A blog formerly known as Bookishness

By Charles Matthews

"Dazzled by so many and such marvelous inventions, the people of Macondo ... became indignant over the living images that the prosperous merchant Bruno Crespi projected in the theater with the lion-head ticket windows, for a character who had died and was buried in one film and for whose misfortune tears had been shed would reappear alive and transformed into an Arab in the next one. The audience, who had paid two cents apiece to share the difficulties of the actors, would not tolerate that outlandish fraud and they broke up the seats. The mayor, at the urging of Bruno Crespi, explained in a proclamation that the cinema was a machine of illusions that did not merit the emotional outbursts of the audience. With that discouraging explanation many ... decided not to return to the movies, considering that they already had too many troubles of their own to weep over the acted-out misfortunes of imaginary beings."
--Gabriel García Márquez, One Hundred Years of Solitude

Thursday, June 1, 2017

Bitter Rice (Giuseppe De Santis, 1949)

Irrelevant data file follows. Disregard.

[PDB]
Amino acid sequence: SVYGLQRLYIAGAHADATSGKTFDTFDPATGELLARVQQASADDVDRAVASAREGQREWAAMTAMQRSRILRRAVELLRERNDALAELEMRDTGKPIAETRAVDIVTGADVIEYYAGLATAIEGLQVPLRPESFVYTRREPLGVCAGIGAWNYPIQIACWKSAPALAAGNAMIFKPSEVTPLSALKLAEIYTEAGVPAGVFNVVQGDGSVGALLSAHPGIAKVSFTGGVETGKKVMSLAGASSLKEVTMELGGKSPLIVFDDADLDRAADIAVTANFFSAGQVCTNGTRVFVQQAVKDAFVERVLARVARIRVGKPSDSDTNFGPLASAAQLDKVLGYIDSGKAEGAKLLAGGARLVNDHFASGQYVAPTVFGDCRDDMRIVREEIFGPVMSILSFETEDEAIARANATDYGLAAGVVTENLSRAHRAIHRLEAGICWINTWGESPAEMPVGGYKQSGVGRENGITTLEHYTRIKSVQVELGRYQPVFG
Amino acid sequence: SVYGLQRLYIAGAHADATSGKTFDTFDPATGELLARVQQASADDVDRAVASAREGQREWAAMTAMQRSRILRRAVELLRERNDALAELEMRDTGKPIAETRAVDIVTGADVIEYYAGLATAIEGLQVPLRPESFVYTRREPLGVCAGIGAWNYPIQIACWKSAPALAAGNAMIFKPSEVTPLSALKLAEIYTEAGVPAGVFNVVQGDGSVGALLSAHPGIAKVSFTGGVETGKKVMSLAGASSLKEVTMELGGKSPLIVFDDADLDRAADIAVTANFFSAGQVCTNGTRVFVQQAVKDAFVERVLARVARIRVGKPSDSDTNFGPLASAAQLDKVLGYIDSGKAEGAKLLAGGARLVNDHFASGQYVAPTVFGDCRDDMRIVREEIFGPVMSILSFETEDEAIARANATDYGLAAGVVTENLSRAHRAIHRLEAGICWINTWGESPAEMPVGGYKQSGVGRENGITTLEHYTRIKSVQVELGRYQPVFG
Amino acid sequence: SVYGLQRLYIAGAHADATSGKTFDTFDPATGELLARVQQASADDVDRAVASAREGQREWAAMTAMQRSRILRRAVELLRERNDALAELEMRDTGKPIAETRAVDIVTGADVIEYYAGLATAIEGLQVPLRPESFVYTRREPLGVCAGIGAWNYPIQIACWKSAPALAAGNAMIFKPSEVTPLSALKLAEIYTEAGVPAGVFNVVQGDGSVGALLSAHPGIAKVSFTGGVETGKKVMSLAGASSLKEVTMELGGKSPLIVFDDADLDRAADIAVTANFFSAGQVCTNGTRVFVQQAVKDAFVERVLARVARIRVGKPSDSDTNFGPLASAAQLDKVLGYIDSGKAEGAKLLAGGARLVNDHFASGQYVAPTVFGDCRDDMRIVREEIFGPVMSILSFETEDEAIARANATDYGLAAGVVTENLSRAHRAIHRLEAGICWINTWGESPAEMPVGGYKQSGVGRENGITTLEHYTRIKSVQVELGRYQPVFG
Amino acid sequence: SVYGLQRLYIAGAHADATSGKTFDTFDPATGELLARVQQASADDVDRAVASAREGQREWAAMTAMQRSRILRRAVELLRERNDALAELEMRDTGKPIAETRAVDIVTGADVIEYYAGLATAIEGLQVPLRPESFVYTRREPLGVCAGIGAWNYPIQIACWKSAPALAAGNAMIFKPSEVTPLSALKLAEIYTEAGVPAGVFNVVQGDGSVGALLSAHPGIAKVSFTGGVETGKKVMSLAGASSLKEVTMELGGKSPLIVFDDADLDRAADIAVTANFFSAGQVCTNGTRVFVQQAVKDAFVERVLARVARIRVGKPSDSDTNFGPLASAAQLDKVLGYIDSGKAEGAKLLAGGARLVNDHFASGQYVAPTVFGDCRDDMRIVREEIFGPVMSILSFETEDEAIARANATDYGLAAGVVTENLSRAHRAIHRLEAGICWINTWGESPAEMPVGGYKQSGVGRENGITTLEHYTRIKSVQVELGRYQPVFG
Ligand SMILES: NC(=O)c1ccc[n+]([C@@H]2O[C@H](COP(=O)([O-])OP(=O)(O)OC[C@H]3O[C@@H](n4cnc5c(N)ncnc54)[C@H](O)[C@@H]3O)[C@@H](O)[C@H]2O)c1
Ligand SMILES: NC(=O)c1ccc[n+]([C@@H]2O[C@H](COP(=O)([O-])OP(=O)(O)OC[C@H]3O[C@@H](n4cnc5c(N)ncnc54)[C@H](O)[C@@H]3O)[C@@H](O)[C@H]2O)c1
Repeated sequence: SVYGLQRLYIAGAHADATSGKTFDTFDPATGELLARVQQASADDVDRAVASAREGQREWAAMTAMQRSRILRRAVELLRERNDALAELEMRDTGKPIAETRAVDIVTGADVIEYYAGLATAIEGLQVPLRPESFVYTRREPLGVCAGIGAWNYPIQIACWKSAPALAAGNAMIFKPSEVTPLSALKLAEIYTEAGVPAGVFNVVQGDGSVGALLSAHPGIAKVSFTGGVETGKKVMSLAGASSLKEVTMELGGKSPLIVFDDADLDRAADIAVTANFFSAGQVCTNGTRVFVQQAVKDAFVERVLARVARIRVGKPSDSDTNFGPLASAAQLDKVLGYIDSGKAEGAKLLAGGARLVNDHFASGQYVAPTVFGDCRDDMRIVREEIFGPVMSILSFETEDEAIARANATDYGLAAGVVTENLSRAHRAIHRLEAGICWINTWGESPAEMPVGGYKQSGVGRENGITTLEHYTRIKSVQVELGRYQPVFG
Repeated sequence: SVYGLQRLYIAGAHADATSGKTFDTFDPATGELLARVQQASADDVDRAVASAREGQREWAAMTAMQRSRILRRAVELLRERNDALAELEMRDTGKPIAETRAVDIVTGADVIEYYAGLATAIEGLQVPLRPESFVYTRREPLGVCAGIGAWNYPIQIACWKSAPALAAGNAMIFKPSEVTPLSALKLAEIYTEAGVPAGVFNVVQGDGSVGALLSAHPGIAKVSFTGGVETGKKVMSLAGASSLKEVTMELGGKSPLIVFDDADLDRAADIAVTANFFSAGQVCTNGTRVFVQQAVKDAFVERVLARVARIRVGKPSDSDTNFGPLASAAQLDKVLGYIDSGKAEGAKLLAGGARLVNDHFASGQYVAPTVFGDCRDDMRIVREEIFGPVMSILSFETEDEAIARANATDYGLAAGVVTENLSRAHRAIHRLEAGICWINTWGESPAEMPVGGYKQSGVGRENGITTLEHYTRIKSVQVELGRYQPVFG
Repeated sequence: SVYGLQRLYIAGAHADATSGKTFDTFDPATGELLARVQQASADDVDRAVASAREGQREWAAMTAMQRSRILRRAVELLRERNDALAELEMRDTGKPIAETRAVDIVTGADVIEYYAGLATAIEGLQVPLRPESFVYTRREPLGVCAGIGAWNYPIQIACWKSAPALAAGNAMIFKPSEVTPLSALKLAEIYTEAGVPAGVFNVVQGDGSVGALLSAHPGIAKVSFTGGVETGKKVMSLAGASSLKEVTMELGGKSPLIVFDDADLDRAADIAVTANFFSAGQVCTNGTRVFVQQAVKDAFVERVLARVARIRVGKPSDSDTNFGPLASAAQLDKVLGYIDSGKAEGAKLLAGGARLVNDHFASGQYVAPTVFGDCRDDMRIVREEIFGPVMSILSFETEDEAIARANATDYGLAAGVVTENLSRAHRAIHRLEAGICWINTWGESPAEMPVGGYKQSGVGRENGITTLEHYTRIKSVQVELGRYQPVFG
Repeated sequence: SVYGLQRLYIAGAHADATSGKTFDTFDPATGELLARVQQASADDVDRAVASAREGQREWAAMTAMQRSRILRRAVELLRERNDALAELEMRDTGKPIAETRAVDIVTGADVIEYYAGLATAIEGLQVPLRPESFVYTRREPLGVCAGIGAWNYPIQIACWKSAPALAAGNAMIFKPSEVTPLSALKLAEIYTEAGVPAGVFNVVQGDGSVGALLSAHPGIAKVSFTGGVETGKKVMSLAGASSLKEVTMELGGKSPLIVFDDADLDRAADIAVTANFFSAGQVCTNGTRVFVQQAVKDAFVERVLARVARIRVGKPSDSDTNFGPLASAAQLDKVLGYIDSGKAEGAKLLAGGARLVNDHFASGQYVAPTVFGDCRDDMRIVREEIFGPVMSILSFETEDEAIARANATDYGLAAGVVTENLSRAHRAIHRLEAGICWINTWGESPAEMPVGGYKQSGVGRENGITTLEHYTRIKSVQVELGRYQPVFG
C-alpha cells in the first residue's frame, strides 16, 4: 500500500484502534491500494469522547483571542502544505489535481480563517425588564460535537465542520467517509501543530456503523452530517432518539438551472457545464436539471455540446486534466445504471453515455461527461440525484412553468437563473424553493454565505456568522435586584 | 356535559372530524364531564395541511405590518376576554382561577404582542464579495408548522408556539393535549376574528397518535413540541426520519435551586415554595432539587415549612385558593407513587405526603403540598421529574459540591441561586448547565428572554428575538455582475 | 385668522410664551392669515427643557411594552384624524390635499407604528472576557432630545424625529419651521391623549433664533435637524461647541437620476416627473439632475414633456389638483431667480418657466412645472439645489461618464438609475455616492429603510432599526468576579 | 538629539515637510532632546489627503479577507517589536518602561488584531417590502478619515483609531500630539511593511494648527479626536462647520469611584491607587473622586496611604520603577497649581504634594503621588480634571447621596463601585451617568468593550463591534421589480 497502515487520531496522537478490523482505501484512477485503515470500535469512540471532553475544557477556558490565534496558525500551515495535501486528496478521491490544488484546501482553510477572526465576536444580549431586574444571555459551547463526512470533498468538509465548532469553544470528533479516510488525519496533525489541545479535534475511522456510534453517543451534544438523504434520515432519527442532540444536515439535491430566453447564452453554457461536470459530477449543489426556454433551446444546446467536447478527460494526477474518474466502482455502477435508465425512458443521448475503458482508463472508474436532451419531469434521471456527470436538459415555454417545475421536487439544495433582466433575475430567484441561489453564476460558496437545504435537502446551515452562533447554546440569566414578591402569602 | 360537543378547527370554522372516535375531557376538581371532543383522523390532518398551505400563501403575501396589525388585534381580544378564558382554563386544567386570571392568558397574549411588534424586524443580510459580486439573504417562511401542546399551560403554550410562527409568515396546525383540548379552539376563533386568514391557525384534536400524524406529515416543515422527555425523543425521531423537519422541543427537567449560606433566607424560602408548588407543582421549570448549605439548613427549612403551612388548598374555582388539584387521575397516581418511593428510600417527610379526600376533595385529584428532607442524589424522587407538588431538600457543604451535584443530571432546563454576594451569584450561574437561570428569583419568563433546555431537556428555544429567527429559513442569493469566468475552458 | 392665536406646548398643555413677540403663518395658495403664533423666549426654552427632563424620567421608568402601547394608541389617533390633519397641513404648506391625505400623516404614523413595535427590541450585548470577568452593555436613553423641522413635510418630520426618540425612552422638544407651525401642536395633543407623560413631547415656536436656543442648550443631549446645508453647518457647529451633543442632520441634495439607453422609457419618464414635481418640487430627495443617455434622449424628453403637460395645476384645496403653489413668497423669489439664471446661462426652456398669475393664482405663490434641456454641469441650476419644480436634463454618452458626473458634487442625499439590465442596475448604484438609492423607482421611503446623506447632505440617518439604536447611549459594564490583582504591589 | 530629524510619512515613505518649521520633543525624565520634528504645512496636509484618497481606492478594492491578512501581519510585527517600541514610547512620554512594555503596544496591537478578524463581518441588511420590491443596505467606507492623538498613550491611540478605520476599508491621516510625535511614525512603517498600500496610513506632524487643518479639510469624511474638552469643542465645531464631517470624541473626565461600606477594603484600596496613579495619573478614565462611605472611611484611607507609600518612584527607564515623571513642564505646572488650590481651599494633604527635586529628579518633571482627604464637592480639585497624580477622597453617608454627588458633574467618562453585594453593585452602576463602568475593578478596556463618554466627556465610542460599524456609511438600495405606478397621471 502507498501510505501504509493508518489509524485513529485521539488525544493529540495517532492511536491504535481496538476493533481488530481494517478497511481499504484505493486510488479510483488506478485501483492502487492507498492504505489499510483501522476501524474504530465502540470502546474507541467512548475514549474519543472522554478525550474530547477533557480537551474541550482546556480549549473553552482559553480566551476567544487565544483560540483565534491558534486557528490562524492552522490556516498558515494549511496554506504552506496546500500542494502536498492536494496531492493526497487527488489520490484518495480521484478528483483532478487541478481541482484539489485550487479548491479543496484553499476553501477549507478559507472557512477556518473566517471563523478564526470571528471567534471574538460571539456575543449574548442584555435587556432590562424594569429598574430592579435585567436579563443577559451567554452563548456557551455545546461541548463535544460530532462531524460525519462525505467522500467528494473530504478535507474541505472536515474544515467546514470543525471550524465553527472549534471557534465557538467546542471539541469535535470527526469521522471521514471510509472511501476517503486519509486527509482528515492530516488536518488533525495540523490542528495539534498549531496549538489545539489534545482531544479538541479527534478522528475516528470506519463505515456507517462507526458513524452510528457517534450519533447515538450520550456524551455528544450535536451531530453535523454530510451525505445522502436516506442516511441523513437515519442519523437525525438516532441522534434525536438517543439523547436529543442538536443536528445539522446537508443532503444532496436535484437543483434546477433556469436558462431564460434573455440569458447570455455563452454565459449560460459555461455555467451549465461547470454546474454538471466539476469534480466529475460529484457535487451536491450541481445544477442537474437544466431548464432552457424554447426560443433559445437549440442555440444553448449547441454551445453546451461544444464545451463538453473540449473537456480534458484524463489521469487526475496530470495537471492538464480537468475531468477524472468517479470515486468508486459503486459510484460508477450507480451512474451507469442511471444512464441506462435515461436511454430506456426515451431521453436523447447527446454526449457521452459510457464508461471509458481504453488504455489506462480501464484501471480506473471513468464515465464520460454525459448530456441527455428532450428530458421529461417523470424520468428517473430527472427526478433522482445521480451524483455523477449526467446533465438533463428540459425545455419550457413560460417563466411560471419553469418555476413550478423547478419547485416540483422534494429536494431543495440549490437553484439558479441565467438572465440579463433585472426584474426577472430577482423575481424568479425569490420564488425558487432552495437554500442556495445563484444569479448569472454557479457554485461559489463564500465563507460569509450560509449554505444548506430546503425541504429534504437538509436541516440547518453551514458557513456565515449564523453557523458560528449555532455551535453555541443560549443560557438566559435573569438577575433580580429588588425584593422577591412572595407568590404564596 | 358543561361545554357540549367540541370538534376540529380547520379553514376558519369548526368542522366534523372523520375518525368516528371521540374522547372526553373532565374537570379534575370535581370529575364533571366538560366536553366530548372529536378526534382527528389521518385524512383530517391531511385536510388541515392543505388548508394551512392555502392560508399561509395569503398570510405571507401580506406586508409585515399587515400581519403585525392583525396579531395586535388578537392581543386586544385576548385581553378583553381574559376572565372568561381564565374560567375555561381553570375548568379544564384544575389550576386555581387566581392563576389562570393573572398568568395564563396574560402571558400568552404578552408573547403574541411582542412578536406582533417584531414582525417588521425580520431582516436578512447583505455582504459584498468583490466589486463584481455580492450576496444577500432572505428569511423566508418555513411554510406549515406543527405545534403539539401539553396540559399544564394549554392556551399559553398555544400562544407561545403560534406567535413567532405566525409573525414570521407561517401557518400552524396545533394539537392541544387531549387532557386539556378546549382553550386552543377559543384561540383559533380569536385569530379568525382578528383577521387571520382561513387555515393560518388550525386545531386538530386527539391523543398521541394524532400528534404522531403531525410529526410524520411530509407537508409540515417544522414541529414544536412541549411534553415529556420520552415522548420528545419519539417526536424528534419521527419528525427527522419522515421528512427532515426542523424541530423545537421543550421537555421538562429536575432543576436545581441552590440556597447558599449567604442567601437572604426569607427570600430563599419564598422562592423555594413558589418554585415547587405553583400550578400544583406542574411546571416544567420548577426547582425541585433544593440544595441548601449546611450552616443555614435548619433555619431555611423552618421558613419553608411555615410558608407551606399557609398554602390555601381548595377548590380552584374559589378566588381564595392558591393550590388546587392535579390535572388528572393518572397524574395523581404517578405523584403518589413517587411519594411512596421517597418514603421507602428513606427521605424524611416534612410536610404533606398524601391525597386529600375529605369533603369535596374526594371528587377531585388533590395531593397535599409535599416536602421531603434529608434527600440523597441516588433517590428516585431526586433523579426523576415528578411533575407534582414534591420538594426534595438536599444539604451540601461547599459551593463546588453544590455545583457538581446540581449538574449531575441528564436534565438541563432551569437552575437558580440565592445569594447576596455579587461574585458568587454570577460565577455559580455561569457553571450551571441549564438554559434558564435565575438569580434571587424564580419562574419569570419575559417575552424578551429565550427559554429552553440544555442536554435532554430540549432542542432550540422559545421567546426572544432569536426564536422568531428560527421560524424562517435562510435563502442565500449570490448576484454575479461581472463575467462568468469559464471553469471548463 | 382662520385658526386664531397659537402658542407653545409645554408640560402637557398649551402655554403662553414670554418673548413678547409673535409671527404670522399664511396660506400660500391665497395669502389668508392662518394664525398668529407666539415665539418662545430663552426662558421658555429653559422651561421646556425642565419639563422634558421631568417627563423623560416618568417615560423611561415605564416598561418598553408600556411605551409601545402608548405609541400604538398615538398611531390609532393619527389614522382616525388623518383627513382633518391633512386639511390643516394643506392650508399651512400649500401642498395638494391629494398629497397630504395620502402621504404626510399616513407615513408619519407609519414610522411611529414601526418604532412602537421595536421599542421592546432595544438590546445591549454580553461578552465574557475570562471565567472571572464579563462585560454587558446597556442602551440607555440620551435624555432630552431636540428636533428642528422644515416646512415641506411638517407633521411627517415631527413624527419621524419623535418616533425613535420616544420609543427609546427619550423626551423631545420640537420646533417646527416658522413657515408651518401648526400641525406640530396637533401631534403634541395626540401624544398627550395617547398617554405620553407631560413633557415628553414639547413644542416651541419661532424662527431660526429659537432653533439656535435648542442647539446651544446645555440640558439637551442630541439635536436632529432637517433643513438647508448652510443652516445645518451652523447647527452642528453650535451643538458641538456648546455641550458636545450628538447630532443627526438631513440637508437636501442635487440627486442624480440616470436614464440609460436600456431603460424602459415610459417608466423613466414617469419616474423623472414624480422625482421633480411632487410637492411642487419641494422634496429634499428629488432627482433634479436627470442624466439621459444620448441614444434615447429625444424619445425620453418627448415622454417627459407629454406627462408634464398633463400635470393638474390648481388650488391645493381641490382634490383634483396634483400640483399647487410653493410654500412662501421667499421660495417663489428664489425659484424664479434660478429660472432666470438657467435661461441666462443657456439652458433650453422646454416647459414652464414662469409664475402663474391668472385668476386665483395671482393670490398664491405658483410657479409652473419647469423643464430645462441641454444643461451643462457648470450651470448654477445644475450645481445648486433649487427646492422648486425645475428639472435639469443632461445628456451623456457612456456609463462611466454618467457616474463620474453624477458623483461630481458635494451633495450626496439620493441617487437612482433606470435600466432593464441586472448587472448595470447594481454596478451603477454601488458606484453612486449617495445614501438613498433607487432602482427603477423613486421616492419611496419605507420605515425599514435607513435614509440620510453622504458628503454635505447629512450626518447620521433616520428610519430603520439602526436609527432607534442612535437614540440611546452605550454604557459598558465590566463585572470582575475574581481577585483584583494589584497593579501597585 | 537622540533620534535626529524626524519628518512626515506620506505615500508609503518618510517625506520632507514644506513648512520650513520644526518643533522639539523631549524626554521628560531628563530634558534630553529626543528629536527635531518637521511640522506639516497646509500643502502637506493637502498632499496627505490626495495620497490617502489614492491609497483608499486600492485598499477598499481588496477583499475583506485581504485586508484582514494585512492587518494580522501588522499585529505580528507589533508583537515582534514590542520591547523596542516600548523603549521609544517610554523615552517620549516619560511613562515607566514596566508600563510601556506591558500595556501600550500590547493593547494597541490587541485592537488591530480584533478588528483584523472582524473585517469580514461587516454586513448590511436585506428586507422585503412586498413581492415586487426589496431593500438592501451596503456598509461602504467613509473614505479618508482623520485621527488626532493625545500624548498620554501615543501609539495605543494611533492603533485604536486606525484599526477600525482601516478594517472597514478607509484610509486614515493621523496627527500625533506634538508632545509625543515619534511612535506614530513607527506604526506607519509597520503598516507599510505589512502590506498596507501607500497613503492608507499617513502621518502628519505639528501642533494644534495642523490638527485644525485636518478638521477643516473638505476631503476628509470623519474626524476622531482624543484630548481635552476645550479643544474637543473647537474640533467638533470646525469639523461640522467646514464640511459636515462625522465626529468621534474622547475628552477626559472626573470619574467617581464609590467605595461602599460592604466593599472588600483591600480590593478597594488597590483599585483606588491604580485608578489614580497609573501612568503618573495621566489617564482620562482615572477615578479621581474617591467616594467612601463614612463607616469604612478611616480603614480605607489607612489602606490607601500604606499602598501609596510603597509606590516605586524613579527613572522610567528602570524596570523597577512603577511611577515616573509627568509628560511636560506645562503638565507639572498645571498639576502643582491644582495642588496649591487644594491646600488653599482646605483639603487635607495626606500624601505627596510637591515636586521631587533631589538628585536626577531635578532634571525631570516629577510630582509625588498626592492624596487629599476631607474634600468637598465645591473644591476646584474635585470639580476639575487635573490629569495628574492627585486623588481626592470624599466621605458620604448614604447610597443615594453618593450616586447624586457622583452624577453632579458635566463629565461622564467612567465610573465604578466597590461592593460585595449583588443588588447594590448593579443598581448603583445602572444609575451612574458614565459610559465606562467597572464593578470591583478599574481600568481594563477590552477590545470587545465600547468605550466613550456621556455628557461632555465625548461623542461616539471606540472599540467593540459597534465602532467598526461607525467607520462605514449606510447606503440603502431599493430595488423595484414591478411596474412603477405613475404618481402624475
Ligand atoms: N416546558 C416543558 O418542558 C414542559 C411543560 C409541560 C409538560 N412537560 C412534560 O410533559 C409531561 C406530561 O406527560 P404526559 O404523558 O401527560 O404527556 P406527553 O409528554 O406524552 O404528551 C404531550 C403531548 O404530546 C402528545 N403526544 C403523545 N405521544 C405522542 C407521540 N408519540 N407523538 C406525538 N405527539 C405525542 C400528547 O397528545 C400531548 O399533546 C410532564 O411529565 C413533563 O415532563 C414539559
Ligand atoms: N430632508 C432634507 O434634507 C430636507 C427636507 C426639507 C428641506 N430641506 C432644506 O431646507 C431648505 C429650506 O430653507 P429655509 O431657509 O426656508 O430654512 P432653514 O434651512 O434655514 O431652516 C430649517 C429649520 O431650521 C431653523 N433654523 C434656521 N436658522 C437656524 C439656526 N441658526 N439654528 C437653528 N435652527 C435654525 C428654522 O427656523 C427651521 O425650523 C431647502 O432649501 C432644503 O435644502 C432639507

Those of us of a certain age can remember when the phrase "foreign film" meant one thing: sex. Which was something the Production Code-ridden American film had long tried to persuade us didn't exist, or at least not outside of marriage. But when European filmmakers began to recover from the war, they were under no such constraints, so a certain whiff of the forbidden tended to accompany even the most artistically conceived French or Italian releases. Even the more austere Scandinavian films were the victims (some would say beneficiaries) of prurient distributors: Ingmar Bergman's Summer With Monika (1953) was snapped up by one who cut it by a third, while carefully retaining Harriet Andersson's nude scene, and marketed it as Monika, the Story of a Bad Girl. For a long time, what Americans associated with the phrase "French film" was not Renoir or Bresson, or even Godard or Truffaut, but Brigitte Bardot. And for many Americans, their introduction to Italian neorealism was not the documentary-like work of Roberto Rossellini in Open City (1945) and Paisan (1946) or of Vittorio De Sica in Shoeshine (1946) and Bicycle Thieves (1948), but Giuseppe De Santis's Bitter Rice, with its posters and lobby cards emphasizing the voluptuous Silvana Mangano. The story has it that Bitter Rice began with a documentary inspiration: De Santis was riding on a train and noticed that it was full of working-class and peasant women. He learned that they were returning from their annual work in the rice fields of the Po Valley, where women were the primary workers because their smaller hands made them more efficient at planting and harvesting. De Santis was a member of the Italian Communist Party, and the more he investigated, the more the exploitation of the rice workers seemed to him the perfect subject for a film of social commentary. His first film, Tragic Hunt (1947), about the struggles of peasants to form a cooperative, had been well received, and he got the backing for Bitter Rice from Dino Di Laurentiis's new production company. Together with Carlo Lizzani and Gianni Puccini, he put together a story and began casting, signing up handsome newcomers Vittorio Gassman and Raf Vallone for the key male roles and the young American actress Doris Dowling, who had just made an impressive appearance as a call girl in Billy Wilder's Oscar-winning The Lost Weekend (1945), for the female lead. And then he discovered 19-year-old Silvana Mangano and the fine line between serious social-problem film and exploitation film was crossed. Mangano's innate sensuality threw the story off track, to the point that even today all anyone remembers about Bitter Rice is her vivid presence in it. Poor Doris Dowling becomes a secondary player, and the much worked-over screenplay shows the sometimes awkward efforts to integrate Mangano's character into the original plot, in which Dowling and Gassman play thieves on the run, with Dowling's Francesca hiding out among the rice-workers, while Gassman's Walter cooks up a scheme to hijack the entire rice crop. There is much ado about a stolen necklace that turns out to be fake, and a little bit of social commentary about the conflict between the unionized workers and the freelance "illegals." Traces of the original documentary inspiration remain in the movie, in between scenes of Mangano dancing and seducing Gassman and Vallone, and De Santis is a keenly observant director with a gift for staging impressive shots, deftly aided by cinematographer Otello Martelli. But the failure to assemble a coherent story undermines the whole project, so, naturally, De Santis and Lizzani were nominated for the best motion picture story Oscar.

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